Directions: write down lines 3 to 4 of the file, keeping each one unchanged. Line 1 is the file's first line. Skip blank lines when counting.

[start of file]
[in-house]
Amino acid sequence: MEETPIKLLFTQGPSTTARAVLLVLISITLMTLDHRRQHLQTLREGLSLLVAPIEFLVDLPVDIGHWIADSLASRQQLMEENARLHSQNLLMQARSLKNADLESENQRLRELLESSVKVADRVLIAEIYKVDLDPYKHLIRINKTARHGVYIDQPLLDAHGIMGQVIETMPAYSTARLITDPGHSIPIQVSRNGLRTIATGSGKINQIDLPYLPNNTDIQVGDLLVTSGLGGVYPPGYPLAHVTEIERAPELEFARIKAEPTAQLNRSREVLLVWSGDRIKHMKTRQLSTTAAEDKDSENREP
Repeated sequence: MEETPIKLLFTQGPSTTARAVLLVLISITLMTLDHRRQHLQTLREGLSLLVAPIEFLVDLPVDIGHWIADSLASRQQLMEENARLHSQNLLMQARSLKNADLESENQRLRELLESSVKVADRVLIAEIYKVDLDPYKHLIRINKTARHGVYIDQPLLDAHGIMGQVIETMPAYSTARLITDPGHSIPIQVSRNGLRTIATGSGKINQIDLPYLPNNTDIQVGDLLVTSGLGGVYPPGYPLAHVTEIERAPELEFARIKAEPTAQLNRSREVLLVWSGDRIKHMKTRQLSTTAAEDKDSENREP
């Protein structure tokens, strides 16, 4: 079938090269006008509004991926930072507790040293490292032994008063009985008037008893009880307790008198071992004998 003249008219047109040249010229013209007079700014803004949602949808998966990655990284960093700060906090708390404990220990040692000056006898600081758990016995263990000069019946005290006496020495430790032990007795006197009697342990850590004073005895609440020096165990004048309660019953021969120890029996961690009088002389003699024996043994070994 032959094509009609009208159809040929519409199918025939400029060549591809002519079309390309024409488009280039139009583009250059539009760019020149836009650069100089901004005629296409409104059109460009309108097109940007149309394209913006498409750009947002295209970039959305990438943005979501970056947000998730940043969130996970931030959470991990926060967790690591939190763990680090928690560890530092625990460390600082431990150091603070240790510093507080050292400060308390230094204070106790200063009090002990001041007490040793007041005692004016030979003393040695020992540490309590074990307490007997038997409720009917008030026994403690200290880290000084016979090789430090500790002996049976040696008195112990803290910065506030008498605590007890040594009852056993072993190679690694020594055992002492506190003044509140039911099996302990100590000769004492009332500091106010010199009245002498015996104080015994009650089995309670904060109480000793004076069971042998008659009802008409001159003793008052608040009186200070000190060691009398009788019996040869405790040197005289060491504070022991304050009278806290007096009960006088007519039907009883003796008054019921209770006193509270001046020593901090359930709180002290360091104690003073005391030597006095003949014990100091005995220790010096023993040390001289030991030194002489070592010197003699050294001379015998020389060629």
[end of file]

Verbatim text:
Repeated sequence: MEETPIKLLFTQGPSTTARAVLLVLISITLMTLDHRRQHLQTLREGLSLLVAPIEFLVDLPVDIGHWIADSLASRQQLMEENARLHSQNLLMQARSLKNADLESENQRLRELLESSVKVADRVLIAEIYKVDLDPYKHLIRINKTARHGVYIDQPLLDAHGIMGQVIETMPAYSTARLITDPGHSIPIQVSRNGLRTIATGSGKINQIDLPYLPNNTDIQVGDLLVTSGLGGVYPPGYPLAHVTEIERAPELEFARIKAEPTAQLNRSREVLLVWSGDRIKHMKTRQLSTTAAEDKDSENREP
């Protein structure tokens, strides 16, 4: 079938090269006008509004991926930072507790040293490292032994008063009985008037008893009880307790008198071992004998 003249008219047109040249010229013209007079700014803004949602949808998966990655990284960093700060906090708390404990220990040692000056006898600081758990016995263990000069019946005290006496020495430790032990007795006197009697342990850590004073005895609440020096165990004048309660019953021969120890029996961690009088002389003699024996043994070994 032959094509009609009208159809040929519409199918025939400029060549591809002519079309390309024409488009280039139009583009250059539009760019020149836009650069100089901004005629296409409104059109460009309108097109940007149309394209913006498409750009947002295209970039959305990438943005979501970056947000998730940043969130996970931030959470991990926060967790690591939190763990680090928690560890530092625990460390600082431990150091603070240790510093507080050292400060308390230094204070106790200063009090002990001041007490040793007041005692004016030979003393040695020992540490309590074990307490007997038997409720009917008030026994403690200290880290000084016979090789430090500790002996049976040696008195112990803290910065506030008498605590007890040594009852056993072993190679690694020594055992002492506190003044509140039911099996302990100590000769004492009332500091106010010199009245002498015996104080015994009650089995309670904060109480000793004076069971042998008659009802008409001159003793008052608040009186200070000190060691009398009788019996040869405790040197005289060491504070022991304050009278806290007096009960006088007519039907009883003796008054019921209770006193509270001046020593901090359930709180002290360091104690003073005391030597006095003949014990100091005995220790010096023993040390001289030991030194002489070592010197003699050294001379015998020389060629």